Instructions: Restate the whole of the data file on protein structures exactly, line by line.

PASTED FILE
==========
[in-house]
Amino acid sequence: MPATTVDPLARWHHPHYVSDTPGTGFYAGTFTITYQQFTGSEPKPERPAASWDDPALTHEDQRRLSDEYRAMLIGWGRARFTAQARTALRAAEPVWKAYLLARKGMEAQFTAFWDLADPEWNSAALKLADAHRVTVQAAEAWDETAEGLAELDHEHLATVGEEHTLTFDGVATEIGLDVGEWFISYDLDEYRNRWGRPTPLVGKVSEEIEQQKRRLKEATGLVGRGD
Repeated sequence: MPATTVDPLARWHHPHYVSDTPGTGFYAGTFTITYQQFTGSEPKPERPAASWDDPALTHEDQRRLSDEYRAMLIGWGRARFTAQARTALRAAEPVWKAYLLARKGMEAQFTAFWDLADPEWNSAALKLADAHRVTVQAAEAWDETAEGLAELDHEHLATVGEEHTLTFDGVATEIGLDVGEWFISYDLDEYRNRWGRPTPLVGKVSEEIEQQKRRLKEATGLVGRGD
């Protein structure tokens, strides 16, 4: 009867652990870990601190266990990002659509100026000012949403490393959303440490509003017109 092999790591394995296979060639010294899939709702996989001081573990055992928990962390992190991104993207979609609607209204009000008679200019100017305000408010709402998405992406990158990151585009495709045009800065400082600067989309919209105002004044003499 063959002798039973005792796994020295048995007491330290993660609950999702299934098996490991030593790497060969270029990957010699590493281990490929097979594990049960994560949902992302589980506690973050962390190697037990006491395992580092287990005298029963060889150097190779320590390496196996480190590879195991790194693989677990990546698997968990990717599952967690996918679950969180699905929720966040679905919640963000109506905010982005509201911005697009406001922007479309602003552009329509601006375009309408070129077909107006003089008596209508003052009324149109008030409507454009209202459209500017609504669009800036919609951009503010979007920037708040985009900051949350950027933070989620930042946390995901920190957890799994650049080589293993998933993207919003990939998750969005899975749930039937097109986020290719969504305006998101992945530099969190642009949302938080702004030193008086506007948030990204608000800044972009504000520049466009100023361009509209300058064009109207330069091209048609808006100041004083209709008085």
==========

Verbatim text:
[in-house]
Amino acid sequence: MPATTVDPLARWHHPHYVSDTPGTGFYAGTFTITYQQFTGSEPKPERPAASWDDPALTHEDQRRLSDEYRAMLIGWGRARFTAQARTALRAAEPVWKAYLLARKGMEAQFTAFWDLADPEWNSAALKLADAHRVTVQAAEAWDETAEGLAELDHEHLATVGEEHTLTFDGVATEIGLDVGEWFISYDLDEYRNRWGRPTPLVGKVSEEIEQQKRRLKEATGLVGRGD
Repeated sequence: MPATTVDPLARWHHPHYVSDTPGTGFYAGTFTITYQQFTGSEPKPERPAASWDDPALTHEDQRRLSDEYRAMLIGWGRARFTAQARTALRAAEPVWKAYLLARKGMEAQFTAFWDLADPEWNSAALKLADAHRVTVQAAEAWDETAEGLAELDHEHLATVGEEHTLTFDGVATEIGLDVGEWFISYDLDEYRNRWGRPTPLVGKVSEEIEQQKRRLKEATGLVGRGD
């Protein structure tokens, strides 16, 4: 009867652990870990601190266990990002659509100026000012949403490393959303440490509003017109 092999790591394995296979060639010294899939709702996989001081573990055992928990962390992190991104993207979609609607209204009000008679200019100017305000408010709402998405992406990158990151585009495709045009800065400082600067989309919209105002004044003499 063959002798039973005792796994020295048995007491330290993660609950999702299934098996490991030593790497060969270029990957010699590493281990490929097979594990049960994560949902992302589980506690973050962390190697037990006491395992580092287990005298029963060889150097190779320590390496196996480190590879195991790194693989677990990546698997968990990717599952967690996918679950969180699905929720966040679905919640963000109506905010982005509201911005697009406001922007479309602003552009329509601006375009309408070129077909107006003089008596209508003052009324149109008030409507454009209202459209500017609504669009800036919609951009503010979007920037708040985009900051949350950027933070989620930042946390995901920190957890799994650049080589293993998933993207919003990939998750969005899975749930039937097109986020290719969504305006998101992945530099969190642009949302938080702004030193008086506007948030990204608000800044972009504000520049466009100023361009509209300058064009109207330069091209048609808006100041004083209709008085």